Younger industrial areas as experimental zones for urban innovation

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Walks, mappings, and interviews show that the activities in younger industrial zones in Denmark are much more complex than the mono-functional enclaves planned. The areas represent a legacy of the functionalistic paradigm, which creates the morphology of the urban landscape built from the 1950’s onwards but is not considered a part of the cultural aesthetic understanding of the city. The current transformation is rooted in social, political and economic dynamics, difficult to predict, often shaped on a global level, yet with a strong local impact.
The mappings are inspired by the five objectives developed by Tom Nielsen, Thomas Clemmensen, and Morten Daugaard in the article: Qualifying urban Landscapes (2010): Appropriation, cohabitation, diversity, connectivity, and porosity. They are conducted in three different urban situations and reveal the areas different qualities and a diversity of people, activities, biodiversity and local entrepreneurship that may not be seen at first glance and would be difficult to find space for elsewhere.
The idea is that portraying the actual situation of the areas and qualities are a crucial asset in this transformation process. It also focuses on dynamics between the actors (human and non-human) and the possibility of creating collaborations between the actors with a focus on future urban common qualities. This can be a way to address uncertainty and open the opportunity of the areas to become an important asset in the future biodiversity, experiences of nature and economies of towns, the labor market, innovation, and civilian diversity.
The poster develops a deeper understanding of one of the preliminary findings. The one that these areas seem to give spaces for new kinds of urban entrepreneurship and experiments. Awareness of this capacity addresses the question of how to plan for these areas in the future.
The finding is learned through three case studies in different urban situations. They are discovered through site-walks, mappings, and interviews. These data show that the area‘s activities are much more complex than just traditional production. The registered activities are diverse and include e.g. dance projects, karate clubs, senior communities, yoga and massage, a used good marked, a fitness center and a local brewery. This kind of change of industrial areas from being areas of production to new kinds of neighborhoods is seen before. Often the changes are initiated by artists, and later the area goes through gentrification establishing it as a new stable area in the city. But unlike these former examples, the younger industrial areas have something else is at stake. It is not attracting artists or the creative class, but rather a wide range of local entrepreneurs with broad background and profile. Also, instead of being appreciated, these initiatives are often regarded by the planning authorities as mistakes and need dispensations from the regulations as the areas are designated for more traditional production. However, taking this position might miss that these areas have already changed and that they could be seen as a free zone for experiments for local citizens and entrepreneurs with everyday dreams.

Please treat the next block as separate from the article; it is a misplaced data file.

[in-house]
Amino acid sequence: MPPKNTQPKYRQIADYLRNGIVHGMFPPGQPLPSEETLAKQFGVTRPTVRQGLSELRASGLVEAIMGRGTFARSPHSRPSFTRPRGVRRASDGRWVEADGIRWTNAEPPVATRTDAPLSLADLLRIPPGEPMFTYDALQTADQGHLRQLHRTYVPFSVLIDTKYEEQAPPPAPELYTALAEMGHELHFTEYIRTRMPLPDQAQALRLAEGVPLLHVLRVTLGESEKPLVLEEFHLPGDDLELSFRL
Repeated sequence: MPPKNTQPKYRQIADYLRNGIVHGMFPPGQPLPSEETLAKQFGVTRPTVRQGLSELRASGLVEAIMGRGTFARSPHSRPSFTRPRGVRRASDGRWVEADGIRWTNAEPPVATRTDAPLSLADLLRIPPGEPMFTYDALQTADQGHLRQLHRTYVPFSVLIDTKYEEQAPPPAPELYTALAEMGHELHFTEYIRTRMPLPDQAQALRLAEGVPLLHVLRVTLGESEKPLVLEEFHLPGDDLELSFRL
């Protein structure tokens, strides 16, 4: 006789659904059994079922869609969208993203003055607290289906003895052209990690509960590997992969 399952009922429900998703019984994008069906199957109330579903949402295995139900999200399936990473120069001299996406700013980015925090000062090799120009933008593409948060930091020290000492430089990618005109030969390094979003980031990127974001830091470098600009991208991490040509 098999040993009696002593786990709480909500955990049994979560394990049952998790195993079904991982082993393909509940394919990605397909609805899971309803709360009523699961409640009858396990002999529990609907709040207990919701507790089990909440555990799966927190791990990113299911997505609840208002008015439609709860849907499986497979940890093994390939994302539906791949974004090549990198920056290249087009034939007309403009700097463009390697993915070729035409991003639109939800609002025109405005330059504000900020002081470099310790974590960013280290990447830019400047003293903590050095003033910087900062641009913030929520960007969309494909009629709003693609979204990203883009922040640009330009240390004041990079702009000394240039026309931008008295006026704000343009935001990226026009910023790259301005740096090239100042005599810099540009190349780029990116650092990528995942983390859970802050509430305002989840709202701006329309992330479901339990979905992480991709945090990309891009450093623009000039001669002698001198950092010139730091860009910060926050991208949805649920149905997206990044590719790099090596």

It is therefore not just relevant to create a portrait of the current actual situation, but also to discuss the conflicts between the qualities of the existent and the possibilities of the new. The arguments take the point of departure in Michel Foucault‘s notion of heterotopia and the notion of porosity developed by Paola Vigano and is supported with tests of different design strategies.
Original languageEnglish
Title of host publicationCA²RE Berlin Proceedings : Conference for Artistic and Architectural (Doctoral) Research
Number of pages2
PublisherUniversitätsverlag der TU Berlin
Publication dateMay 2019
ISBN (Electronic)978-3-7983-3060-3
Publication statusPublished - May 2019
EventCA2RE: Conference for Artistic and Architectural (Doctoral) Research - TU Berlin, Berlin, Germany
Duration: 28 Sept 20181 Oct 2018


LocationTU Berlin


  • heterotopia
  • urban planning
  • porosity
  • industrial districts
  • landscape architecture

Artistic research

  • No

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